“An oral insulin could be a major breakthrough,” Nielsen said. “If somebody succeeds in bringing a product to market that is good and reliable, it also will be a big leap forward in convenience.”
Also on the convenience front, Paris-based Sanofi is investing $248 million in a venture with Verily Life Sciences LLC on technology that could enable patients and their doctors to respond more quickly to peaks and troughs in blood sugar and avoid long-term complications associated with poor management of the disease, which include heart attacks and cancer. That followed a deal between Google and Novartis AG to develop contact lenses that use tiny sensors to read blood-sugar levels from tears, rather than blood.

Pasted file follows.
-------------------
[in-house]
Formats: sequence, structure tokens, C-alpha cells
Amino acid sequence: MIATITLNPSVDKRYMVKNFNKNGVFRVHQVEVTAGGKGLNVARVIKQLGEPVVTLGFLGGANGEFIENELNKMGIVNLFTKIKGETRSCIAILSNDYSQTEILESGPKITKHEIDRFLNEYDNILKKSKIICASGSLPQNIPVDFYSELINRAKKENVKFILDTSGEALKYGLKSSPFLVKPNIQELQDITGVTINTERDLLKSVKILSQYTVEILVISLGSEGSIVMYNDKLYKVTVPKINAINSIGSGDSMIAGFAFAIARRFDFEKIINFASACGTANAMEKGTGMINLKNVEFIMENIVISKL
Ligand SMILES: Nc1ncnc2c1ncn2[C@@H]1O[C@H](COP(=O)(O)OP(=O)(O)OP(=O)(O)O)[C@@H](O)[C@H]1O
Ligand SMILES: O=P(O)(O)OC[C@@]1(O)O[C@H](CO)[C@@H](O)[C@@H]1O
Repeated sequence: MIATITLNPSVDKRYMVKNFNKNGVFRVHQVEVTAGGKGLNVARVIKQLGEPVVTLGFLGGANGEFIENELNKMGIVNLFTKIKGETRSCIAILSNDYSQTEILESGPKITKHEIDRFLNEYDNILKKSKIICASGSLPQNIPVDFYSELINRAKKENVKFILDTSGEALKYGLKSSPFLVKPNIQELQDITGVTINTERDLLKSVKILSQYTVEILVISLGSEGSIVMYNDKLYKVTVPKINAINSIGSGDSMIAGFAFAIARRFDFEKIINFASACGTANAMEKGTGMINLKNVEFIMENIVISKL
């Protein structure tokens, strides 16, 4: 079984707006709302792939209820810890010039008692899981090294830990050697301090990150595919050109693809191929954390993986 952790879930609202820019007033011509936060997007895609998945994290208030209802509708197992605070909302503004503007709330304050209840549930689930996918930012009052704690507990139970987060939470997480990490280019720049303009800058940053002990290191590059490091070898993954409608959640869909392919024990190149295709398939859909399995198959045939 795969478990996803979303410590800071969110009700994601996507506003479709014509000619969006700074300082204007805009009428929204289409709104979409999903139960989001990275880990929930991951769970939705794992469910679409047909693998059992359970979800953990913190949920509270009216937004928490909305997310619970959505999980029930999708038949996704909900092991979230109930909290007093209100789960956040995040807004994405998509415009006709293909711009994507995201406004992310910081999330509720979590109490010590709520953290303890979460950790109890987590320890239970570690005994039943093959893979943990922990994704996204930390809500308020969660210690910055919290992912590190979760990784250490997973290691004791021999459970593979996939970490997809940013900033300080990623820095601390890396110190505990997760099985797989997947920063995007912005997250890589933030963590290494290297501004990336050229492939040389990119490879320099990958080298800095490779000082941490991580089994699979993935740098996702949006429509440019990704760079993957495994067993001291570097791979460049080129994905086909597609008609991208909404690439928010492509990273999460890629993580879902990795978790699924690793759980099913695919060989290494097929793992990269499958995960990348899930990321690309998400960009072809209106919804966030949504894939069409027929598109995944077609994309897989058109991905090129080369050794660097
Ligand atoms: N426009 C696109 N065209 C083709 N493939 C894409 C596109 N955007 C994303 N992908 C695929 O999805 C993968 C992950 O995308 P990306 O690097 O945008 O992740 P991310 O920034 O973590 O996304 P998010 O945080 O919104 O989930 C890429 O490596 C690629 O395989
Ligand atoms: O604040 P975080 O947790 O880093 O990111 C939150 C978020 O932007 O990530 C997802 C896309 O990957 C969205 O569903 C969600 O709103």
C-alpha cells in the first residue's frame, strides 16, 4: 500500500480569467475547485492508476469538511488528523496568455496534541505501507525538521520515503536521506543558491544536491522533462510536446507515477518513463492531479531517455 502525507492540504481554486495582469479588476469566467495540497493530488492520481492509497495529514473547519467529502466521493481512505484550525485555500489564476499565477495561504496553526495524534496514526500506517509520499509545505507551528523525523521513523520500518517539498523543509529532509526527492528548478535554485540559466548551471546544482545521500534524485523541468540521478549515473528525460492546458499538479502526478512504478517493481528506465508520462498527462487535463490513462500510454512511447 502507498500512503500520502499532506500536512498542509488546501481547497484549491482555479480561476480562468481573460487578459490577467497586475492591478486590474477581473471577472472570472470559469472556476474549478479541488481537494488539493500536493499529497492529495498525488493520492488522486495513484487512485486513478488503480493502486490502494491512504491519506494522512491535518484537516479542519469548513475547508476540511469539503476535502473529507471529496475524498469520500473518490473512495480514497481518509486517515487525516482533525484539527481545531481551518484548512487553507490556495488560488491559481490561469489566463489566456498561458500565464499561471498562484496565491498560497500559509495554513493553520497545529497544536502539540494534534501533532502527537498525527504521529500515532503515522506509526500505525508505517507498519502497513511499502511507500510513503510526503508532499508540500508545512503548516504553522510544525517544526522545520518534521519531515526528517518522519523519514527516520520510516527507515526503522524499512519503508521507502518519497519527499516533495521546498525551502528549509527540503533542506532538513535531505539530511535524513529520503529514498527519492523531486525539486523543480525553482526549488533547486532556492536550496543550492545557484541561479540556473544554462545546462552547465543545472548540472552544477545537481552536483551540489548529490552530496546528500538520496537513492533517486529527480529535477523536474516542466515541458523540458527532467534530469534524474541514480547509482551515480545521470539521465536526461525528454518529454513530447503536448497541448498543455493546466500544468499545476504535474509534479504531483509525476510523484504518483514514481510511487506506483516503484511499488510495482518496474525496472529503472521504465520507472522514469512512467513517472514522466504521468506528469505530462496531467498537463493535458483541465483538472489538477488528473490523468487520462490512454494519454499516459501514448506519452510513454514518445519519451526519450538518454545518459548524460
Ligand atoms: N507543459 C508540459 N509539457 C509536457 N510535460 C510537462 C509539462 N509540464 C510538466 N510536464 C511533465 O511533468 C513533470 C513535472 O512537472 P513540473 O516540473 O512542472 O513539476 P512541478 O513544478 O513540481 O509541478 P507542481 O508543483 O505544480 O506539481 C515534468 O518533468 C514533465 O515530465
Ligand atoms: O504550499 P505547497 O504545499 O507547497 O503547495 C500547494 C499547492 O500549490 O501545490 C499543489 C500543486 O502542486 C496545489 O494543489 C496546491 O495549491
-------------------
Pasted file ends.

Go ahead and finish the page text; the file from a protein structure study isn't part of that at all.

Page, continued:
The number of people with the disease has almost quadrupled since 1980 with overweight and obesity among the factors driving the increase, according to the World Health Organization. Complications can lead to heart attacks, strokes, blindness, kidney failure and lower-limb amputation.
At the meeting in Munich, Novo will disclose the full data on a cardiovascular test of its drug semaglutide, allowing analysts and doctors to determine whether it’s better than a rival Lilly medicine at protecting patients from heart attacks and strokes. Sanofi’s portfolio includes a once-a-day shot that combines two drugs and could help offset the impact of cheaper copies on its best-selling Lantus insulin.
“We’re starting to see these mechanisms come out, all this technology that we’ve been talking about for a long time,” said Oramed’s Eldor. “I think we’re going to see huge advancements both in our understanding of the origin of the disease but also in our capabilities of treating it.”